Usain Bolt is looking to try out with a British soccer team. What athlete that you’ve seen in the Olympics would you most like to see trying out for an American baseball team?
Santa Clara, CA
I can’t help but think Michael Phelps would look good in Yankee pinstripes. The man has 20 Olympic medals — hardware that would surely look good next to 27 World Series trophies. And let’s face it, the dude has earned the right to be as cocky and off-putting as he is. He might not have Derek Jeter’s golden little black book yet, but some time around the Captain and soon he too could be kissing mirrors of himself.
When it comes to actual physical strength though I might suggest Holley Mangold take up a spot in the American League as a DH. She wouldn’t have to actually do much running or having anyrefined skills other than swinging for the fences; and accounting for her already buoyant build, I don’t think we would have to worry about any Giambian steroid scandals.
Of course, no baseball league is complete without its lovable losers. And considering how much crying Jordyn Wieber did in the 30th Olympiad, I think she’d be a perfect fit for the Chicago Cubs.
But let’s not forget, when it comes to an Olympian I want on my baseball team, there is no one other than THE Usain Bolt.
Holy jerk chicken, that guy is a bonafide SUPERSTAR!!!
Have you EVER seen anything more exciting the last 4 years than watching that man run!?!?! Unbelievable! I’d want him in center field, catching everything in between the foul poles. At the plate, I’d have him try to walk as much as possible, just to mess with the opposing pitchers’ mind before taking off to fly around the bases. And look out if he actually hits a ball out of the infield, ‘cuz dude is gonna turn singles into doubles and doubles into inside-the-parkers!
Not only that, but Bolt is also insanely entertaining in the most endearing of ways — a happy-go-lucky clowner who can back it up with performance as opposed to the psychotic shenanigans of a WAY less talented Tony Plush.
Forget soccer, Mr. Bolt, please come wear the birds on the bat.
And don’t hate me ‘cuz I’m right.
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Who is the man with the masterplan?
Good question, Jake! And the answer isn’t as easy as one Dr. Dre would lead you to believe.
Honestly, it’s hard to just pick one person and say he’s the man with the masterplan. And since we here at RSBS like to avoid being too categorical, I’m going to give you a list of possibilities and let you decide.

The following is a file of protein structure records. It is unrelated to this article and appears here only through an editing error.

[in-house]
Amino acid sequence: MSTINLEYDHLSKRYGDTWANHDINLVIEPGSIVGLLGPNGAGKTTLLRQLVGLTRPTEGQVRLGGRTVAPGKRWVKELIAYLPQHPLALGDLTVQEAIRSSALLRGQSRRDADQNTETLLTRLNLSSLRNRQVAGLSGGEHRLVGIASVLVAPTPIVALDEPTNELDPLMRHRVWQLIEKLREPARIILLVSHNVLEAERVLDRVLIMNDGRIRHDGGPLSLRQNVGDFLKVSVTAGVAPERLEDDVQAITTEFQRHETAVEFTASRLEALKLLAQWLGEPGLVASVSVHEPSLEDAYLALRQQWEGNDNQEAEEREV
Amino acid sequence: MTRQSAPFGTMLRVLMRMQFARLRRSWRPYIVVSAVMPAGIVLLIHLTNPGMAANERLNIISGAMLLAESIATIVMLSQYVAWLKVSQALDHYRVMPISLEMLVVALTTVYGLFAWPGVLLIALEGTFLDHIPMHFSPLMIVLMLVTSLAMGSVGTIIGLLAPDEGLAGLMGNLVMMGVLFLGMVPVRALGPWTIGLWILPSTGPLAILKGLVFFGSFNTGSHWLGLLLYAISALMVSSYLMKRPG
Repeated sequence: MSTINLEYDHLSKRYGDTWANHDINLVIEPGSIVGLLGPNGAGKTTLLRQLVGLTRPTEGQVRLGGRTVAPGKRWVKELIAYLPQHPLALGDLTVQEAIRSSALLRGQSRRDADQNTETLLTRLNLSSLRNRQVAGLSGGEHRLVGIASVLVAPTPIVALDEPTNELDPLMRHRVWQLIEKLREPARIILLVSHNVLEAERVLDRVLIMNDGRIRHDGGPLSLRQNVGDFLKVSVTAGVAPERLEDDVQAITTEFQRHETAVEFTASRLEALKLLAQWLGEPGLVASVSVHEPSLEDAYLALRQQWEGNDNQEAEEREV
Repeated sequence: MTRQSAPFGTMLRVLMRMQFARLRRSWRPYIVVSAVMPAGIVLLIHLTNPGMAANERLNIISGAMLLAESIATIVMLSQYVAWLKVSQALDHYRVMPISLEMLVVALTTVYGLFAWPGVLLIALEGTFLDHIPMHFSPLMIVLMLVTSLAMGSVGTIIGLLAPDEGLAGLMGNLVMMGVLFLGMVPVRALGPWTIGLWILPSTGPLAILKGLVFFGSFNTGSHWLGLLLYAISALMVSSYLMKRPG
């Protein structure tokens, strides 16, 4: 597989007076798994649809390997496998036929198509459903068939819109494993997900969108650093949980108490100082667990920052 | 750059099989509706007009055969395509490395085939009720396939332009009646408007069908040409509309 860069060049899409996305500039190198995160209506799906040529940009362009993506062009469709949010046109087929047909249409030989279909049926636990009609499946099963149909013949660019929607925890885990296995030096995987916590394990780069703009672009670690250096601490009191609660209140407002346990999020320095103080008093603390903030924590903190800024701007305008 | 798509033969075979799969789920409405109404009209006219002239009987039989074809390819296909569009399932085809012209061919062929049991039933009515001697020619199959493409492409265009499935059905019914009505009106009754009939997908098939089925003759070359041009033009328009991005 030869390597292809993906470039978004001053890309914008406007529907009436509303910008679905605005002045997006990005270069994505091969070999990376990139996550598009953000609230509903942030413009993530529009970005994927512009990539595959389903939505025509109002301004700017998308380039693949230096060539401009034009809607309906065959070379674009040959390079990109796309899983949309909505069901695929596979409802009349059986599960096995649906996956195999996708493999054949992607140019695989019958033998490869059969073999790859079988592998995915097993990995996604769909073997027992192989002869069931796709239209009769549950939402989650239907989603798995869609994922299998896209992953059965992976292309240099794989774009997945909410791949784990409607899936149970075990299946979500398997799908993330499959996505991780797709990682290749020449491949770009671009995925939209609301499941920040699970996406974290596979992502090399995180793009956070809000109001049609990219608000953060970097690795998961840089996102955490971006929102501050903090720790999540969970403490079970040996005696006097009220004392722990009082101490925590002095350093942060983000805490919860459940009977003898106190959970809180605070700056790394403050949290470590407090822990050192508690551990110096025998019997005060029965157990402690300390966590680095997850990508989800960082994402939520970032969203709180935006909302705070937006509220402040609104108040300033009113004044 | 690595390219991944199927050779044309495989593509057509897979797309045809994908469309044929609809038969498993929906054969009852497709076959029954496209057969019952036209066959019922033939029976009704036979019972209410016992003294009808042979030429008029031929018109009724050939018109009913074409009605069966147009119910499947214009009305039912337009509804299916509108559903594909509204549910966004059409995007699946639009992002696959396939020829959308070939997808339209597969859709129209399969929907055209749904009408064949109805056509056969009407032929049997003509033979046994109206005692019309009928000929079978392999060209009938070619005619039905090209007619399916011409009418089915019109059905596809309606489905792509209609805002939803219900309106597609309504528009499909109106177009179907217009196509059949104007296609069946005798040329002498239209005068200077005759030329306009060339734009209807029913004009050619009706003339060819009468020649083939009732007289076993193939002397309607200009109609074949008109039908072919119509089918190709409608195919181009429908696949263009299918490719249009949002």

First we turn to the world of baseball. Here, you could say it’s the Washington Nationals, the former laughingstock of the league who now find themselves with the second best record in baseball, who are the man. Or, how about the Cincinnati Reds with the best record in baseball? Even that would be ignoring the Pittsburgh Pirates, who, although several games behind the Reds, are still in wildcard contention. The Pirates?!
If that’s too vague for you, we could always try to drill down a little and offer up some individuals. You can’t spit these days without hitting some news about Mike Trout. However, at only 20 years old, it’s a little hard to say that he’s the man with the masterplan. The same could be said of Stephen Strasburg, although the Nationals’ plan to limit his innings this season could be seen as a masterplan…..or a master cock-up if it costs them a playoff spot or a deep playoff run.
When you say masterplan, though, that seems to be a bit more global than just Major League Baseball. This sounds more like it requires worldwide dominance in which case we should turn our eyes toward London and the Olympic games. The obvious choices here are the US Men’s basketball team who unfortunately seemed almost human against the Lithuanians and Michael Phelps, the Midas of swimming who has a knack for turning almost everything gold.
However, it also doesn’t hurt to look a bit further afield. For instance, how about a man who dabbles in and dominates a field of pseudo-gymnastics. That’s right. Olympic men’s trampoline champion, Dong Dong. With a name like that and the current title-holder as World and Olympic champion, it’s hard to say he’s not the man with the masterplan.
Word on the street is that the NFL is seriously discussing holding the Super Bowl in London sometime in the near future. Now, this should probably be taken with a grain of salt since the commissioner apparently has no knowledge of these negotiations. However, to be fair, the amount of stuff that Goodell doesn’t know could fill a couple oceans.
It just goes to show how global sports have become, though, even sports that we consider inherently American. The World Baseball Classic illustrated this a couple months ago and the coverage of Olympic basketball last summer outshone everything except Michael Phelps.
But if you ever had any doubts about the true worldwide saturation of sports, perhaps this will change your mind:
Yep, “Stick a fork in them, the run is over.” I couldn’t have said it better myself.
-Video via Deadspin
Every media outlet has been full of Olympic coverage for the past few months. We watched as French surrender-monkeys and dentally deficient Britons tried to tackle, steal or otherwise snuff the Olympic flame during its journey to the Bird’s Nest and then we saw the Chinese defy gravity to set the torch alight and begin the games.
Although the passing of the torch always seems to provoke strong emotions, these emotions tend to play out differently depending on the setting. When Jesse Owens overcame the Fuhrer’s supposedly invincible Aryan champions at the 1936 Berlin Olympics, he tried to defuse the situation by saying that Hitler had shown him respect. Michael Phelps managed to show a touch of class this year as he overcame Mark Spitz’s decades old record.